Does the brief description of the case at bar satisfy the principle? We think not at all. The property sold on condition is bottling equipment and the real estate to which it is attached is functionally a brewery. There are three references to the real estate, each one a little more detailed than the last. The first is the statement accompanying the filed contract and describes the property as " * * * Street, City of Brownsville, State of Pennsylvania." In the body of the contract this is expanded to "At Street Water Street, City Brownsville, Pa." and finally in the refiling of July 24, 1936, "Water and Bolivar Streets, South Brownsville, City of Brownsville, State of Pennsylvania". The trouble with these latter two amplifications lies in the fact that the bottling equipment is in the ice plant and the ice plant is located neither on Water Street nor on Water and Bolivar Streets but on a parcel of land bounded on the east by Fayette Street, on the south by Edel Alley, on the west by Bolivar Street, and on the north by an unnamed alley. This property was not owned by the Brewing Company and therefore the inaccurate description could not have been augmented and corrected by a glance at the land records. Nowhere is there any reference to the standard and now ancient method for the identification of urban real estate.*fn5
As we are concerned with a general standard, on the one hand, and particular circumstances, on the other, we cannot turn our present facts into a permanent rule. We cannot say, then, that a street or street numbers are a sine qua non. We do say, however, that to omit both places a burden on "dealers in real estate" inconsistent with the purpose of the statute. Professor Bogert in his phrase "as nearly as possible" acknowledges the practical limitations in the policy. For the same reason, the cases construing the description of personal property recognize the difficulties there. They accordingly lay down a rule that calls for inquiry if the description suggests it and upholds the description if it would naturally lead to identification of the property, Tokheim Oil Tank & Pump Co. v. Fentress, 4 Cir., 33 F.2d 730, 65 A.L.R. 714. These very cases, however, also recognize the obvious differences in the two classes of property. As one court puts it: "Land can be so described as to enable a surveyor to locate it merely by following the metes and bounds set out in the mortgage*fn6 * * * . There are some forms of personal property which it is possible to describe by marks, numbers, or other terms. But this is not always practicable." A. S. Thomas Furniture Co. v. T. & C. Furniture Co., 120 Ga. 879, 48 S.E. 333.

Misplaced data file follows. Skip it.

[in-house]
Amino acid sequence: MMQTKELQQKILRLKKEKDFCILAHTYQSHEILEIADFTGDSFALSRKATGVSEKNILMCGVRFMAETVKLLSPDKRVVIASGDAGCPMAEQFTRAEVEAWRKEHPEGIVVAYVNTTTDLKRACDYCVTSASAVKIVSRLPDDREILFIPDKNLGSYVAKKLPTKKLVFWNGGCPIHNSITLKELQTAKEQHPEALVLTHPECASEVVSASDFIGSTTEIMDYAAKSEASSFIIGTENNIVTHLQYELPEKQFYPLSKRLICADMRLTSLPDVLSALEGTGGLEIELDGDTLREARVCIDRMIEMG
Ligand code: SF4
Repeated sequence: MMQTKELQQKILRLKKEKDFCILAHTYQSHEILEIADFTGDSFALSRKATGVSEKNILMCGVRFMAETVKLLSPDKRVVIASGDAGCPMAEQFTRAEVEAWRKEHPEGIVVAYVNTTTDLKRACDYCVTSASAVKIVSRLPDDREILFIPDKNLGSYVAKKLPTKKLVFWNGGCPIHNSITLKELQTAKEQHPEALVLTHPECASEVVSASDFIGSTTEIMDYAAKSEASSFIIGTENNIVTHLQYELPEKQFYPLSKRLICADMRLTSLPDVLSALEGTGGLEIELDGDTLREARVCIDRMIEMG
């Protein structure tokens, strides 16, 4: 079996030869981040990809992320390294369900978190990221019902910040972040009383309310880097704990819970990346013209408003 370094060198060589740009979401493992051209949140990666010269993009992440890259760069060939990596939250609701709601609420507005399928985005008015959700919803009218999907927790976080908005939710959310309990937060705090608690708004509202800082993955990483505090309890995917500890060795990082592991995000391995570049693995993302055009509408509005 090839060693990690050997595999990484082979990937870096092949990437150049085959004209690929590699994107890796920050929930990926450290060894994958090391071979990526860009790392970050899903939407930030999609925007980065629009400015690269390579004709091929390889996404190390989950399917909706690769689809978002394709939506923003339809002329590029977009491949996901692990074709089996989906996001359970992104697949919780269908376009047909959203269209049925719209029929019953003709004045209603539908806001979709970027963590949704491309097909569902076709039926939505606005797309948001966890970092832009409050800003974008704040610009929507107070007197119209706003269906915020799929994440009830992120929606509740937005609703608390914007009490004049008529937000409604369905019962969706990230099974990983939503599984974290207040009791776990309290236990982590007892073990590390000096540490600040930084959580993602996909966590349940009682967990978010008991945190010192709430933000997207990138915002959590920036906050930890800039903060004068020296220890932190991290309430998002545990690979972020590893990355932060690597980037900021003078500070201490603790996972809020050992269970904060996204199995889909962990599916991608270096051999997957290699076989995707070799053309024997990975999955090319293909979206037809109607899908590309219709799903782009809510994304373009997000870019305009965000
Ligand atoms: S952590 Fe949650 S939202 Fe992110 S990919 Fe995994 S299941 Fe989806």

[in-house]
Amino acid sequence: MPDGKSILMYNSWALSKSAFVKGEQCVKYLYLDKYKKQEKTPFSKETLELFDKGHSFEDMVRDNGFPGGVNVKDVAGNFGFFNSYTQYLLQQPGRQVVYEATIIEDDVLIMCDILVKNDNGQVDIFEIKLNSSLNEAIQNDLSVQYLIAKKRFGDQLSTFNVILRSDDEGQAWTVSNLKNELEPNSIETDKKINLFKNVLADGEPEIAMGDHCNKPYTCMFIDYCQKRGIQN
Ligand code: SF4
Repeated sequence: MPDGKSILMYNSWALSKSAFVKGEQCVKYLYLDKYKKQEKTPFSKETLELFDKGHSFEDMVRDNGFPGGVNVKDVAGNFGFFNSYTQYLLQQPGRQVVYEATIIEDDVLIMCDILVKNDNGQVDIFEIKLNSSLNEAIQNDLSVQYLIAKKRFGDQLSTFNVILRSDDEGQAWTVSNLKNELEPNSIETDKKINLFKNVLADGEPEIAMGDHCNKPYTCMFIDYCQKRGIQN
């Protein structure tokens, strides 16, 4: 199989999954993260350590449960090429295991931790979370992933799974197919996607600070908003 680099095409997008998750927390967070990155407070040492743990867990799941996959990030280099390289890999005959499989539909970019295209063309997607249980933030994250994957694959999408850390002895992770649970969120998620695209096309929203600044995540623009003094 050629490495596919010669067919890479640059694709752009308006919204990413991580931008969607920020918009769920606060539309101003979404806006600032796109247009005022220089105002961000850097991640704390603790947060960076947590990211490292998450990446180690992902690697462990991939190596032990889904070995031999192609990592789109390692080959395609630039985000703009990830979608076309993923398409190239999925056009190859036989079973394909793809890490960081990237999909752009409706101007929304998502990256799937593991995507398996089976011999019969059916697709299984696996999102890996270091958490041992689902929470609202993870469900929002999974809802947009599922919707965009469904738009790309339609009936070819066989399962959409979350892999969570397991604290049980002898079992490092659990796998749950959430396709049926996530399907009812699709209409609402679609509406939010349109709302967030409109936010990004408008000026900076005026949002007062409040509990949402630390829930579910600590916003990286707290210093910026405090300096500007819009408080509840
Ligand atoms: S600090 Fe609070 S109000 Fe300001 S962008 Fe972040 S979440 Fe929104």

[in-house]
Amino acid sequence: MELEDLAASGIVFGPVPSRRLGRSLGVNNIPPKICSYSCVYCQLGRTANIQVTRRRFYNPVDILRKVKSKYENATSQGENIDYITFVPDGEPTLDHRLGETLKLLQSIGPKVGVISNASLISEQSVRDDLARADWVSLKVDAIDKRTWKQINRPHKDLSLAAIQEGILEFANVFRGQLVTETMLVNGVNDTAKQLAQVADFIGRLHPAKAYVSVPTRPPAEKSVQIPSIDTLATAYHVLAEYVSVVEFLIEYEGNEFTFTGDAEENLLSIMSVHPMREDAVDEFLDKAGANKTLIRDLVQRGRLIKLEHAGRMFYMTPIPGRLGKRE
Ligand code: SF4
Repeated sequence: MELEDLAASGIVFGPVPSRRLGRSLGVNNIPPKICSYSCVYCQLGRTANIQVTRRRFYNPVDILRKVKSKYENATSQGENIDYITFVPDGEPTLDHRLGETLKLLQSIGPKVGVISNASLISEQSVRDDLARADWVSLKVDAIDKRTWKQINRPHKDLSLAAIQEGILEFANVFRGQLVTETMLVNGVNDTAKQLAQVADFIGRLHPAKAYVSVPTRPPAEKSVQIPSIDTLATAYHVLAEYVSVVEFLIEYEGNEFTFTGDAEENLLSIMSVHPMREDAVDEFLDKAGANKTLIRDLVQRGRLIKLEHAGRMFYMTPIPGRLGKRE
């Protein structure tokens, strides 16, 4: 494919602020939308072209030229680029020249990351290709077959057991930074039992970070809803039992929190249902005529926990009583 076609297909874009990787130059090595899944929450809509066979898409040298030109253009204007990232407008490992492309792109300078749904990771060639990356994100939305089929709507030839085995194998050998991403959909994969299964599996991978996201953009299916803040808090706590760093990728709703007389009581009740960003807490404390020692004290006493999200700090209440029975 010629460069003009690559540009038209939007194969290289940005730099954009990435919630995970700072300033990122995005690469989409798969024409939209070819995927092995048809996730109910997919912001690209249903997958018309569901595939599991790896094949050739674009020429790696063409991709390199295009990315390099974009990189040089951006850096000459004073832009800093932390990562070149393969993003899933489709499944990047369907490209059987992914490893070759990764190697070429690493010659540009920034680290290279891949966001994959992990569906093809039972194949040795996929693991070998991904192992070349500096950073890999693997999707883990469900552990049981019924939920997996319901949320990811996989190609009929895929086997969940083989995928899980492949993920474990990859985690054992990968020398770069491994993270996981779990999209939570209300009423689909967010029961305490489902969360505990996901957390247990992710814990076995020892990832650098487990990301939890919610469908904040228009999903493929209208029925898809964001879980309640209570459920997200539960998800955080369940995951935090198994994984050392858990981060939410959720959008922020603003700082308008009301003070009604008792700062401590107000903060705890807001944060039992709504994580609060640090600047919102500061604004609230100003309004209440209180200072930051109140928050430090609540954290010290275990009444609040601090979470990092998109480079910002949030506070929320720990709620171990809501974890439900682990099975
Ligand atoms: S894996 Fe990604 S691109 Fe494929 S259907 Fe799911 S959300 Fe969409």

In summation, it is not only possible, but nearly always extremely easy to identify urban real estate by street and number. Here, for instance, the seller just carelessly left a blank with instructions (not complied with) to have it filled in. We see no cause, therefore, why the "dealer in real estate" (here the appellee) should be forced to make any inquiry no matter how simple of success. We agree with the learned Court for the Sixth Circuit when it said: "The property here involved is described in the contract as an automatic sprinkler system, called 'Equipment,' situated in the knitting mill of the bankrupt at 827-828-829 South Spring Street, Shelbyville, Tenn. This definitely locates it and we think that no other sprinkler system could be mistaken for it. See Stoll v. Schneider, 158 Tenn. 341, 344, 13 S.W.2d 325." In re Robinson-McGill Mfg. Co., 70 F.2d 100, 101
The Pennsylvania Courts and our own District Court decisions exhibit a similar tendency.*fn7 We may say that insistence on a strict, definite, and detailed requirement has this desirable effect. Conditional vendors and their advisers know what they must do, can easily do it, and when they have done it are not subject to the conceptions of any particular court.
As the description in the statement of the refiling is the more detailed, appellant stresses it also. There would seem to be three answers to this contention. First, although fuller, the description is still wrong. One correct street is added to other incorrect ones. Second, the three years elapsed since the original sale cannot be considered a reasonable time. Pennsylvania seems to incline toward the authorities*fn8 adhering to such a requirement - one, incidentally, more in keeping with the purpose of the recording provisions. Speaking for the Supreme Court, Mr. Justice Simpson said:
"The Act of May 14, 1925, P.L. 722, says that the contract or a verified statement thereof, 'shall be filed.' A fair conclusion from this is that, unless otherwise provided, and so far as concerns the present controversy it is not, such filing must be within a reasonable time from the sale and delivery of the chattel, and a failure so to do by the conditional vendor, whose duty it is to file it and who seeks the ...